RALEIGH, N.C. — North Carolina has an open race for a seat in the U.S. Senate, and three of the top Republican candidates met in Raleigh for a debate Saturday.
Noticeably absent was Rep. Ted Budd, who has former President Donald Trump’s endorsement for the seat currently held by Sen. Richard Burr. Former Gov. Pat McCrory, former Congressman Mark Walker and political newcomer Marjorie Eastman participated in the debate.
The candidates debated public policy and took turns criticizing Budd, who was in Orlando, Florida, at the Conservative Political Action Conference.
“I will show up,” McCrory said, noting Budd’s absence. An empty podium sat to the former governor’s right.
“I showed up as a mayor and showed up as governor,” he said. “We need a U.S. senator who will show up.”
After answering one question, Eastman waved to her right and asked, “Should we give a minute to the empty podium?”
Before the debate, John Locke Foundation President Donald Bryson said the Budd campaign would not say whether the candidate would be there.
“If he comes up at 3:29 p.m., he can participate,” Bryson said, shortly before the debate began at 3:30 p.m.
The debate came at the end of the John Locke Foundation’s Carolina Liberty Conference. About 300 North Carolina Republicans met Friday and Saturday for the event in a Marriott across from Crabtree Valley Mall in Raleigh.
But many of the state’s most prominent Republicans skipped this year’s conference in favor of the national CPAC, happening on the same weekend. Those Republicans included Rep. Madison Cawthorn and Budd.
Another noticeable absence at the Raleigh conference: There were none of the ubiquitous red “make America great again” hats that have become commonplace at GOP gatherings in recent years.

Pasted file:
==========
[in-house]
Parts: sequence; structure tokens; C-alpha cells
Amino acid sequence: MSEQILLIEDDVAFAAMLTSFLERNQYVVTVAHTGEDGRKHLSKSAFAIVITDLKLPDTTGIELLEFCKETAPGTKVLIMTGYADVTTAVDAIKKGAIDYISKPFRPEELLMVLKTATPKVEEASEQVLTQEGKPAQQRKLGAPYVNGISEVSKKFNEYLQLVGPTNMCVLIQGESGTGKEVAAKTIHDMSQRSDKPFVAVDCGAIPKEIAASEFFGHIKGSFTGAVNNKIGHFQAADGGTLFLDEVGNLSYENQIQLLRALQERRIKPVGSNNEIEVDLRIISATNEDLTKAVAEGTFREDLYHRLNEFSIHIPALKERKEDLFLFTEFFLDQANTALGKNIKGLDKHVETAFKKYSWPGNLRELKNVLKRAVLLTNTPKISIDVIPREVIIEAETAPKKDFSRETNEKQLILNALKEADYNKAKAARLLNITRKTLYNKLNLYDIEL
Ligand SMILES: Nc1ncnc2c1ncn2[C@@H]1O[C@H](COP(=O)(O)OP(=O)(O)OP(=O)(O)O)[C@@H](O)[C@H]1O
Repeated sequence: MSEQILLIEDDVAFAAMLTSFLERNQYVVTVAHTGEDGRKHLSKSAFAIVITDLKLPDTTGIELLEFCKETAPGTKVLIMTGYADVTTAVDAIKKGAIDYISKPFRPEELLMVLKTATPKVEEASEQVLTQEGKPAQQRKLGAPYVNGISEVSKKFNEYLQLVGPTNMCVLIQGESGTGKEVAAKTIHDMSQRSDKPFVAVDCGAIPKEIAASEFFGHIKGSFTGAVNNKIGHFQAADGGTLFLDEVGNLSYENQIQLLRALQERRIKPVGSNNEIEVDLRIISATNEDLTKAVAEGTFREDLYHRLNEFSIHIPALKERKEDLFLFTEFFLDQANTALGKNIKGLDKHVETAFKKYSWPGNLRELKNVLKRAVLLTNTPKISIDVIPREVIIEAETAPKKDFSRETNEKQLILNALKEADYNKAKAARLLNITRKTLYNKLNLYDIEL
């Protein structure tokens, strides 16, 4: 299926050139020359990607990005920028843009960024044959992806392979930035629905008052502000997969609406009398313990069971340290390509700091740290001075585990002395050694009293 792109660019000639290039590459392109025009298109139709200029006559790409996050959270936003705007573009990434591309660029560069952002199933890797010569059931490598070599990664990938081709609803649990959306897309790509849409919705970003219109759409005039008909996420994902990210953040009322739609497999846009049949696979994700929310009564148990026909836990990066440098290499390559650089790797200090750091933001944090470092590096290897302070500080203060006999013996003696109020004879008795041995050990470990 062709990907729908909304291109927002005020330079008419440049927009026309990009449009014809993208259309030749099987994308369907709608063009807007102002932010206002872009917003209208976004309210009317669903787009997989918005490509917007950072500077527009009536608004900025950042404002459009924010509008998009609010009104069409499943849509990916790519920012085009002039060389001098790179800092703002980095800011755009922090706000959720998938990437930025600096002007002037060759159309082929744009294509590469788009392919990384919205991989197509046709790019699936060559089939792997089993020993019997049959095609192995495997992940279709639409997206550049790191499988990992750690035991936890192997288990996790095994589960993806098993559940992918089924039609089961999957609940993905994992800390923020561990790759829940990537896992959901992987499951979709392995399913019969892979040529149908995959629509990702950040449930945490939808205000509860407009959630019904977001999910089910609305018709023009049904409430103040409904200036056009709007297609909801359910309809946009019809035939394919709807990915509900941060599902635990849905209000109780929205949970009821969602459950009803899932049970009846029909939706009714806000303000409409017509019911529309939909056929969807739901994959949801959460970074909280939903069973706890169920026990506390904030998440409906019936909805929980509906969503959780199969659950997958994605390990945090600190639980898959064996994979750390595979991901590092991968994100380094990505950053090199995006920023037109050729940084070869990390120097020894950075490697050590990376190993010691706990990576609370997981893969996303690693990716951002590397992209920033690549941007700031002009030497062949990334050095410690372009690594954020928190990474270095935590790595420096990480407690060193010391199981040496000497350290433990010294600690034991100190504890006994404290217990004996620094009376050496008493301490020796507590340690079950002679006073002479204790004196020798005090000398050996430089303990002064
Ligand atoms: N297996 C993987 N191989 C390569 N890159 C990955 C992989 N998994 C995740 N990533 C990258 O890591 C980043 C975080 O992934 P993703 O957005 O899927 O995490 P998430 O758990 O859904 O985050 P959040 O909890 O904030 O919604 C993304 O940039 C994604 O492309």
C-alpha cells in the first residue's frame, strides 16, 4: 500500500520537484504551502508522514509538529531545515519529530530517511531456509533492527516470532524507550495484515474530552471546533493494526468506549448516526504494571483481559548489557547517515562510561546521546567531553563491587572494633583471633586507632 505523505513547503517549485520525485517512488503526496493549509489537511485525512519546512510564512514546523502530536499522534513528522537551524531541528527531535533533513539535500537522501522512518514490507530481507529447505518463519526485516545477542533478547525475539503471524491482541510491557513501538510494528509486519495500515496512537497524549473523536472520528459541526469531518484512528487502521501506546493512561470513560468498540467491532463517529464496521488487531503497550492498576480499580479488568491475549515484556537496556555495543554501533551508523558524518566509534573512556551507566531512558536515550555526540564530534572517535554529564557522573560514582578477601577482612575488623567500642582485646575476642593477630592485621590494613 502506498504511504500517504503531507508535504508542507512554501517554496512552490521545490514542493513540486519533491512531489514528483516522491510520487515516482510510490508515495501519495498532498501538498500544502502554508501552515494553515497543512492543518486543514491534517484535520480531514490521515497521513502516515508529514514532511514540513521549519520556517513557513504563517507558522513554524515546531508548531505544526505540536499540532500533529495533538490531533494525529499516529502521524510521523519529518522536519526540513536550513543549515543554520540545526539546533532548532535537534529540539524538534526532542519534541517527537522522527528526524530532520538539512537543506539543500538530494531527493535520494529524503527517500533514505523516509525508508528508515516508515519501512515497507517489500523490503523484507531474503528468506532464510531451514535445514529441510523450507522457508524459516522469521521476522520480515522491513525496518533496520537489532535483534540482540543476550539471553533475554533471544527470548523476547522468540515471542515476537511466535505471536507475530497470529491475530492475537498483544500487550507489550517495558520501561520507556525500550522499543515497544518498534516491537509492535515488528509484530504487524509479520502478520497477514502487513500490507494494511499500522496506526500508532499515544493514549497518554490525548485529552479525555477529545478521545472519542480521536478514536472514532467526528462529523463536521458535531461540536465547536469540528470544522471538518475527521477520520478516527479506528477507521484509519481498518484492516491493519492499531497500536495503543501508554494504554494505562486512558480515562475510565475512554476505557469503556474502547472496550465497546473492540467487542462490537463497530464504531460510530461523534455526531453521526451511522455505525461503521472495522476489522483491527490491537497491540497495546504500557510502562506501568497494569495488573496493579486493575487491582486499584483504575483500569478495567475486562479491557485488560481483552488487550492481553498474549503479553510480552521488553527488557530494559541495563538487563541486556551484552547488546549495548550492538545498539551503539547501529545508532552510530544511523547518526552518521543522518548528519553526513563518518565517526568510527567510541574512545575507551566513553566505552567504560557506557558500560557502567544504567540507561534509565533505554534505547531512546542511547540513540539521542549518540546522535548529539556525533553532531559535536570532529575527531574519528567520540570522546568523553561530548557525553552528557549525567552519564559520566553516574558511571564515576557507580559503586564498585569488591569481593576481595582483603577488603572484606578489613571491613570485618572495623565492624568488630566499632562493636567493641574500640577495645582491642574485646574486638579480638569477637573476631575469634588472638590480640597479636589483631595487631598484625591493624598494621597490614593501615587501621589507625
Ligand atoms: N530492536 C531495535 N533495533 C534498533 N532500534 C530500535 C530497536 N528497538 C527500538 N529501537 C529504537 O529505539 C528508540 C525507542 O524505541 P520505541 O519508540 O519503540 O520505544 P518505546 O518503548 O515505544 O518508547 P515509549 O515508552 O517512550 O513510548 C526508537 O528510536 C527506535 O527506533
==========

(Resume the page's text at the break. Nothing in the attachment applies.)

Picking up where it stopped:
Saturday’s debate focused on questions of policy and politics, including inflation, President Joe Biden’s Supreme Court pick, the role of the federal government in education and the Russian invasion of Ukraine.
All three candidates roundly condemned Russia’s attack on Ukraine.
“Putin is a thug,” said Eastman, a combat veteran who joined the Army after the Sept. 11, 2001, attack.
“We have to go after Putin directly,” said Walker. He said the United States should not put its own soldiers in harm’s way, but should increase sanctions on Russia.
The candidates were all generally in agreement about the role of government in education.
“I want the federal government to be nonexistent when it comes to how parents educate their children,” Walker said.
“We need to be sure our students are being taught nonfiction, not CRT,” Eastman said, referring to critical race theory, which has become a rallying cry for conservatives.
“We need to start talking about the American dream in our schools, not dividing us, not Balkanizing us,” McCrory said.
One topic that divided the candidates was minimum wage. Walker was the only candidate who said he would not increase the minimum wage. Both Eastman and McCrory said it should be increased at least slightly.
McCrory said he would support a small increase based on the cost of living. But he faulted the federal government for driving the current labor crisis.
“We can’t find people to take $20 an hour jobs because the government is paying more,” he said. McCrory said he disagreed with Trump’s policies that increased payments to people during the beginning of the coronavirus pandemic.
“Is the current minimum wage a living wage? No, it’s not,” Eastman said.
Eastman focused throughout the debate on her military experience and her status as a political newcomer.
“I believe North Carolina wants a fresh voice, a combat veteran and a mom,” she said.
For McCrory, he said he has a track record representing North Carolina from his time as governor and, before then, mayor of Charlotte.
“I am going to focus on two main things: one is safety and the second is affordability, which are the two most important issues in our country at this time,” he said.
Walker’s main message was his experience in Congress and conservative credentials from his six years in the U.S. House.
“I am the highest rated America-first candidate in this race,” he said, touting his record supporting Trump’s “America first” agenda.
Republicans will pick their candidate May 17 to run against the presumptive Democratic candidate Cheri Beasley in the general election.